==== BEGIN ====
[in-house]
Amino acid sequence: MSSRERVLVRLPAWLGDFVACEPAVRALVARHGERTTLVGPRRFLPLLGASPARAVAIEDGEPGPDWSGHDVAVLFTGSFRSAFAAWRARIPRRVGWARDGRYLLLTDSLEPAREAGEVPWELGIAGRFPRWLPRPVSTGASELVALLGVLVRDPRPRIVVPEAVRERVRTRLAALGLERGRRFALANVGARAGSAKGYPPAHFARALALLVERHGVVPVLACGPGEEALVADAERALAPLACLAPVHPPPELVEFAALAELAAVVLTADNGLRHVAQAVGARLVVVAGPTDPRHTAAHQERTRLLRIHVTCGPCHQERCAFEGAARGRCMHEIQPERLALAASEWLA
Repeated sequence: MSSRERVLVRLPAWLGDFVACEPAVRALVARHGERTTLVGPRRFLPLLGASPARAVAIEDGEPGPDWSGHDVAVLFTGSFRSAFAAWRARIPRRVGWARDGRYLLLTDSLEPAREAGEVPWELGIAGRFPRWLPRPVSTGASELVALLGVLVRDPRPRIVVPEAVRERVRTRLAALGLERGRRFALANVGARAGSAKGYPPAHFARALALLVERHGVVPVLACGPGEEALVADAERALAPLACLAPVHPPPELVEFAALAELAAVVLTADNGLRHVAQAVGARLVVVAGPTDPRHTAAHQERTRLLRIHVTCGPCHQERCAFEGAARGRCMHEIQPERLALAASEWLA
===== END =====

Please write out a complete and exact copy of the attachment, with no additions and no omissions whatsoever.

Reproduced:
[in-house]
Amino acid sequence: MSSRERVLVRLPAWLGDFVACEPAVRALVARHGERTTLVGPRRFLPLLGASPARAVAIEDGEPGPDWSGHDVAVLFTGSFRSAFAAWRARIPRRVGWARDGRYLLLTDSLEPAREAGEVPWELGIAGRFPRWLPRPVSTGASELVALLGVLVRDPRPRIVVPEAVRERVRTRLAALGLERGRRFALANVGARAGSAKGYPPAHFARALALLVERHGVVPVLACGPGEEALVADAERALAPLACLAPVHPPPELVEFAALAELAAVVLTADNGLRHVAQAVGARLVVVAGPTDPRHTAAHQERTRLLRIHVTCGPCHQERCAFEGAARGRCMHEIQPERLALAASEWLA
Repeated sequence: MSSRERVLVRLPAWLGDFVACEPAVRALVARHGERTTLVGPRRFLPLLGASPARAVAIEDGEPGPDWSGHDVAVLFTGSFRSAFAAWRARIPRRVGWARDGRYLLLTDSLEPAREAGEVPWELGIAGRFPRWLPRPVSTGASELVALLGVLVRDPRPRIVVPEAVRERVRTRLAALGLERGRRFALANVGARAGSAKGYPPAHFARALALLVERHGVVPVLACGPGEEALVADAERALAPLACLAPVHPPPELVEFAALAELAAVVLTADNGLRHVAQAVGARLVVVAGPTDPRHTAAHQERTRLLRIHVTCGPCHQERCAFEGAARGRCMHEIQPERLALAASEWLA